Data issues #2: On underestimating NNMR.

Subject at hand today: neonatal mortality rates (NNMR). Neonatal mortality is one of five infant and child mortality rates reported in Demographic and Health Surveys (DHS).  NNMR is defined as the number of deaths during the first 28 completed days of life per 1,000 live births* in a given year, effectively estimating the rate of infant deaths in the first month of life.

In DHS and other national health surveys, female respondents are asked a series of questions about each child the woman has given birth to in her lifetime, which are reported based on when the birth happened (five year intervals preceding the survey). A woman is able to report if a child she gave birth to passed away, and when the child passed relative to the date of birth.

But what about children born to a woman who dies a maternal death? Given the high maternal mortality ratios (MMR; number of maternal deaths per 100,000 live births) in many developing countries, it would logically follow that at least some neonatal deaths would follow maternal deaths, and would go uncounted.

A coworker of mine picked up on this issue, and, after talking to a few others from BUSPH about it, I found out that it seemed to be common knowledge that these neonatal deaths would go uncounted. In a rough estimation from a professional who works on the DHS, neonatal deaths are underestimated by as much as 10 percent – and while the rate may not seem too different (29 per 1,000 versus 32, perhaps), the percent change is worthy of note.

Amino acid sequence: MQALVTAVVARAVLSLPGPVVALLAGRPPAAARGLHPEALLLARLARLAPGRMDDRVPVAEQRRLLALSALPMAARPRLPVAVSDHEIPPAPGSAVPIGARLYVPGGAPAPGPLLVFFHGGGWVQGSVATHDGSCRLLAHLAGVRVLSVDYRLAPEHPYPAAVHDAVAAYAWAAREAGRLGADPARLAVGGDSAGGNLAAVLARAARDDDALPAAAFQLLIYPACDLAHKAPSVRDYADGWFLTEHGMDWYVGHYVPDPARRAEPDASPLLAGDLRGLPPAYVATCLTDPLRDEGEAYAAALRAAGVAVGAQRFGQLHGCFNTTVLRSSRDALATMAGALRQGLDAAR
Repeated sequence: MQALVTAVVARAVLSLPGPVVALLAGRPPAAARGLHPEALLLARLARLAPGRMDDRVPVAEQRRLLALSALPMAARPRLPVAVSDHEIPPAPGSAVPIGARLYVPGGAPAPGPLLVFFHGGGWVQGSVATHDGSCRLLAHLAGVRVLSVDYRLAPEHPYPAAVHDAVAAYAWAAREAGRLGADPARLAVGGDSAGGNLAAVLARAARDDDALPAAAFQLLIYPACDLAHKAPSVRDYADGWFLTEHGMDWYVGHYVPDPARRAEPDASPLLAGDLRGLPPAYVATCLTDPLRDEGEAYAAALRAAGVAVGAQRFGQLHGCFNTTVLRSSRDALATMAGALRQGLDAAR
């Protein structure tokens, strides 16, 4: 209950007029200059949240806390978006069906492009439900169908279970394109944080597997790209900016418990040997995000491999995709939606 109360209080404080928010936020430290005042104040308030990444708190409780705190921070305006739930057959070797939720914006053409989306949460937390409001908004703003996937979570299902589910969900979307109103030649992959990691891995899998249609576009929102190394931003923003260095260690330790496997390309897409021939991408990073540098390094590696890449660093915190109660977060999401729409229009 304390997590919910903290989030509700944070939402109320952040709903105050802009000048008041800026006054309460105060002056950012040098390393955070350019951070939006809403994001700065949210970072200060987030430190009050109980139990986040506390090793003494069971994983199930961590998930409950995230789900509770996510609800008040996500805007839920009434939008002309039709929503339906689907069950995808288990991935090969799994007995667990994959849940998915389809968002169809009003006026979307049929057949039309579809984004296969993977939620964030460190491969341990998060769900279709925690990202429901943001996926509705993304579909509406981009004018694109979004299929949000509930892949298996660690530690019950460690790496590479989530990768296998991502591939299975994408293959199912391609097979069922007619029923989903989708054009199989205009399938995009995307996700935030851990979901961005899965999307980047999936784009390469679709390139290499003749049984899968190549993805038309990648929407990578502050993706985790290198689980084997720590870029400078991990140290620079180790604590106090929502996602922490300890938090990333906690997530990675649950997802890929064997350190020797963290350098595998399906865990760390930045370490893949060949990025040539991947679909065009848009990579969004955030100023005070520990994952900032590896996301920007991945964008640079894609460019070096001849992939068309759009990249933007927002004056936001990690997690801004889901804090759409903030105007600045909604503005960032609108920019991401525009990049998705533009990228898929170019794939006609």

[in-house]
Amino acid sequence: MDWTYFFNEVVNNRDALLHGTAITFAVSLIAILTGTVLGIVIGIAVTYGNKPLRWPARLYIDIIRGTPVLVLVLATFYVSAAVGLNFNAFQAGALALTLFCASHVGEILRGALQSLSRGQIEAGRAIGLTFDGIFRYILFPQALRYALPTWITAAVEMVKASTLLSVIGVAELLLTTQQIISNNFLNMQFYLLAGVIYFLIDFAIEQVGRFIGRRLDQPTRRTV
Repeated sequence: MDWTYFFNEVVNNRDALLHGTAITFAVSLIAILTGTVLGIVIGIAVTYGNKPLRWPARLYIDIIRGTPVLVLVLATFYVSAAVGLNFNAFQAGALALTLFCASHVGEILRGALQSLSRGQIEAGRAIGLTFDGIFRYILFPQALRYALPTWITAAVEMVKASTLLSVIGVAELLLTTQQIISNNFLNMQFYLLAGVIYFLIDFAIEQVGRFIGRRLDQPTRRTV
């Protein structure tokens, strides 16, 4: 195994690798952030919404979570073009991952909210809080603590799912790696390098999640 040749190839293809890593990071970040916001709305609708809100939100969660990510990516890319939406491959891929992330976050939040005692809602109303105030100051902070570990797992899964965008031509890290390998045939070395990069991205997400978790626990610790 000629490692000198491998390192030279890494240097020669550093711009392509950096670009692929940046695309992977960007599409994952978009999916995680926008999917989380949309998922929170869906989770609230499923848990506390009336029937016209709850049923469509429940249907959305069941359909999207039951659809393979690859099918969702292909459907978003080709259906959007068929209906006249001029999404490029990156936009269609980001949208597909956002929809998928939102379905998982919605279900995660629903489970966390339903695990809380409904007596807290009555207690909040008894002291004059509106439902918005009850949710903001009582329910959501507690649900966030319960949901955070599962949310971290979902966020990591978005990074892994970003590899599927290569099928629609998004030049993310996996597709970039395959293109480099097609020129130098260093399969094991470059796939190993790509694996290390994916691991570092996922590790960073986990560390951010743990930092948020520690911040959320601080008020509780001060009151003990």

My question, then, is why, in thirty years of DHS surveys and revising the questionnaire, have we not found a way to count those children? We use the sisterhood method to estimate MMR; could we not ask if a child born by the woman who passed away had died too? These deaths also factor into the infant and under-five mortality rates as well, but have less of an effect on the numbers. I know national surveys are complicated and that this post underestimates the complexity of resolving this issue, but it doesn’t seem right to systematically underestimate NNMR.

If you want to read more from the WHO on NNMR, it can be found here.

*Live births are technically defined as “the complete expulsion or extraction from its mother of a product of conception, irrespective of the duration of the pregnancy, which, after such separation, breaths or shows any other evidence of life – e.g. beating of the heart, pulsation of the umbilical cord or definite movements of voluntary muscles – weather or not the umbilical cord has been cut or the placenta is attached. Each product of such a birth is considered live born.”

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